Although I'm not on a schedule, I seem to be waking up, packing up, and heading out pretty much the same time every day. I've been on the road by 9:00am consistently. Whatever. There will be schedules to meet and other riders' itineraries when I get to Lake Tahoe.
At the bottom of the pass, I found myself at the front of a line of vehicles waiting to roll out of a construction area where only one direction of traffic at a time could flow. I was staring at my GPS trying to find my bearings when I heard what sounded like Harleys approaching. I looked up to see two good friends from Kentucky who are also meandering their way to Shark Week. They had just finished the Chief Joseph run and were about to ride Beartooth in the opposite direction I had just done. There were no tearful hugs or high fives; just a wave and an acknowledgement that we would see each other soon in Lake Tahoe.
At this point, I had no connectivity and was riding blind, trying to rely on my memory and using the paper route cards I had prepared for just this situation. Still, I got it wrong and before I knew it, I was rolling up to the northeast entrance to Yellowstone National Park. I had not planned on riding Yellowstone this year, but there I was and they weren't requiring reservations like many other National Parks these days. Better yet, as a veteran, I got in free. So, I decided to make the most of it and ride the loop south to Canyon Village up to Mammoth Springs and then make my exit at the north gate. This would put me back on track for my ride towards Lolo Pass.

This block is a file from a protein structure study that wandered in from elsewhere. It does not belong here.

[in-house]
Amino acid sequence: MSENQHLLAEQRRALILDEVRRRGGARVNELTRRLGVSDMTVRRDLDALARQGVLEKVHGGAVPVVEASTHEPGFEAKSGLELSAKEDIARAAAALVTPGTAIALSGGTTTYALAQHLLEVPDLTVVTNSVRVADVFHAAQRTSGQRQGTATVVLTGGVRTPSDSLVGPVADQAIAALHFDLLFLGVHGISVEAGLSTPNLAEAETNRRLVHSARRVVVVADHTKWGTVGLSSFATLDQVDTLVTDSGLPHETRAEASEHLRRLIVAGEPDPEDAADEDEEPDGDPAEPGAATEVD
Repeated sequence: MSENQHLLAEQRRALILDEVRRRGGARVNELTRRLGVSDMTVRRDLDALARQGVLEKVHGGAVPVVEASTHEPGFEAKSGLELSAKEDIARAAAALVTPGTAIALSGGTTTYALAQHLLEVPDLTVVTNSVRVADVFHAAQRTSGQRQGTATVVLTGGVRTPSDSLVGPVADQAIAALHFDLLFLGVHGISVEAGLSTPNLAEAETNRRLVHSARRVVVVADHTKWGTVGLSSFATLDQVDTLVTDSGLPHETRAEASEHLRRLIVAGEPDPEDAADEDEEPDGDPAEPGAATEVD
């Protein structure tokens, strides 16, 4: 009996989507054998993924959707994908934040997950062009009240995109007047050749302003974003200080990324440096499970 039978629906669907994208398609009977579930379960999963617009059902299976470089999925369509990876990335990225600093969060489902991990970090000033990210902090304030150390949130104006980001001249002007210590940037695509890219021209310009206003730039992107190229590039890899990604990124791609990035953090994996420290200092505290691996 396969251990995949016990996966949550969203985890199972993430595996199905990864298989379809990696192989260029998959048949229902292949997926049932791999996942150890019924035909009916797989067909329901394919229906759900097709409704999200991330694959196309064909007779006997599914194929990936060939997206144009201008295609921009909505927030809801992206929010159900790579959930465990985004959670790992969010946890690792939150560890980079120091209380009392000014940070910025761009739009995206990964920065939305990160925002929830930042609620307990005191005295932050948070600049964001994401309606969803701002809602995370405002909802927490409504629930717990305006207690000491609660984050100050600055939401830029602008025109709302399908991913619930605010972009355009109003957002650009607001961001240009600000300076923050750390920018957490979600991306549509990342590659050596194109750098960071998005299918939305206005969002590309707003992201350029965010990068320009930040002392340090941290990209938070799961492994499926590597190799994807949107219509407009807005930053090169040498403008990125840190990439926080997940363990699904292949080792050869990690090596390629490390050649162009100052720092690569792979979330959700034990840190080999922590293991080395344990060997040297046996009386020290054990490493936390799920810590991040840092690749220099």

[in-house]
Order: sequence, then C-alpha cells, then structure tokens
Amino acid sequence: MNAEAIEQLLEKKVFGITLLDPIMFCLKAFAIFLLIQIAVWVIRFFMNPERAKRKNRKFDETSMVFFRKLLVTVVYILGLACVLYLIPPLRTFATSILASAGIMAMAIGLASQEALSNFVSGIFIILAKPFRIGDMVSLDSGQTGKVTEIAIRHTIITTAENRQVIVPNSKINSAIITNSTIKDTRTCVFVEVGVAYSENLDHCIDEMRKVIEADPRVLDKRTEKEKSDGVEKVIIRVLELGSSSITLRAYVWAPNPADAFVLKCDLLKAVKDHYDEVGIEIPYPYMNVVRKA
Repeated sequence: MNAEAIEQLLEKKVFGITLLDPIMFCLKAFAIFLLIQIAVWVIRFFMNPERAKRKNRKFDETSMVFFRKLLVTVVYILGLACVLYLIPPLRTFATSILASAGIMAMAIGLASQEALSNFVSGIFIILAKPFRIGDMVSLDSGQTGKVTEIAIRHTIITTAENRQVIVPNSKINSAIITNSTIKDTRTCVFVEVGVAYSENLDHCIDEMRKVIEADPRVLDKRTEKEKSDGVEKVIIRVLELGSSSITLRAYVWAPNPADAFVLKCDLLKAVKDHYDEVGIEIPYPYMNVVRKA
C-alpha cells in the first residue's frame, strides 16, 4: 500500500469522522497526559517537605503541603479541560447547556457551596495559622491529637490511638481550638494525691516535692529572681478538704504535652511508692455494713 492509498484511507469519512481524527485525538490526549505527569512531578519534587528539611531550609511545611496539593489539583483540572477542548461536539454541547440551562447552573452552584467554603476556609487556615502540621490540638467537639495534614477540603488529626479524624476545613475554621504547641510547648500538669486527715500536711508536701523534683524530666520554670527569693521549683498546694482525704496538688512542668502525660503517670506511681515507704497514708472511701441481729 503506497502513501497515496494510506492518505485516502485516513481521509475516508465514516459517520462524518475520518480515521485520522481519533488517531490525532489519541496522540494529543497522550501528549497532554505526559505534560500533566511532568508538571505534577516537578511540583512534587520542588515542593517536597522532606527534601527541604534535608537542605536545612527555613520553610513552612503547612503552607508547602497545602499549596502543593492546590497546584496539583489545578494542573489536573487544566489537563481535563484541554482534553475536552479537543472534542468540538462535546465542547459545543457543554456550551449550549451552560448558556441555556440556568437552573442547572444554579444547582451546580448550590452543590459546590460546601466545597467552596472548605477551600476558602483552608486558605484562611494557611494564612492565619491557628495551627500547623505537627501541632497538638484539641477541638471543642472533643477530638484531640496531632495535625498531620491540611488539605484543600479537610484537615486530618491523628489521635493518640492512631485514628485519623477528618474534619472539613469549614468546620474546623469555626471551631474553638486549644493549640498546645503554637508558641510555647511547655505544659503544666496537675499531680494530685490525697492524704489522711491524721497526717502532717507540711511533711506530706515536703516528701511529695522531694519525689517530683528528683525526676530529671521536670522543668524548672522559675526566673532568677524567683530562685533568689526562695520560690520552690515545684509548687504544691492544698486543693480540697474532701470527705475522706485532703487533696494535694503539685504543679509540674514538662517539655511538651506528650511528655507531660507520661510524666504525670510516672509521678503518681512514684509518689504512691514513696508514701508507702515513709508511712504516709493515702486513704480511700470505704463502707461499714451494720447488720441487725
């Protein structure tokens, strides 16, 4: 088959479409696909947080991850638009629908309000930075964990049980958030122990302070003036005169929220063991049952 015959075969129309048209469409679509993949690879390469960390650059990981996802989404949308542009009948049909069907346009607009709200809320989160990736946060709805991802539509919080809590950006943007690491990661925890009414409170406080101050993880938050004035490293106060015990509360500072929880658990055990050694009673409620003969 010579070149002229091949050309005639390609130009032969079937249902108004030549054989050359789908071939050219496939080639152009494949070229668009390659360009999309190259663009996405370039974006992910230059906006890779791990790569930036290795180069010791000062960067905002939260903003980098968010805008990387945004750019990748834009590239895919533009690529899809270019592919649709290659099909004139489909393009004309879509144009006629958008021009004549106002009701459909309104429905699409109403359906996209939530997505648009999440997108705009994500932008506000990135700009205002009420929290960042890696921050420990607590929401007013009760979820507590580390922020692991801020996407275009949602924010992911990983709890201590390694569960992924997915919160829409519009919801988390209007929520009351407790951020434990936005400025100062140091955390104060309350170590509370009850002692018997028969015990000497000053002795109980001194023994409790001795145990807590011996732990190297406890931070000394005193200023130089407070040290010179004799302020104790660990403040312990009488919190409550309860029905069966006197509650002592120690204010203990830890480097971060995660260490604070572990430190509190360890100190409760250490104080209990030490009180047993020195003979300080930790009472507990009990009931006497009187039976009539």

One reason I didn't want to ride Yellowstone again is the traffic. It's one lane each direction and the park is literally crawling with rental campers driven by tourists who drive as if the largest vehicle they've ever owned is a Prius.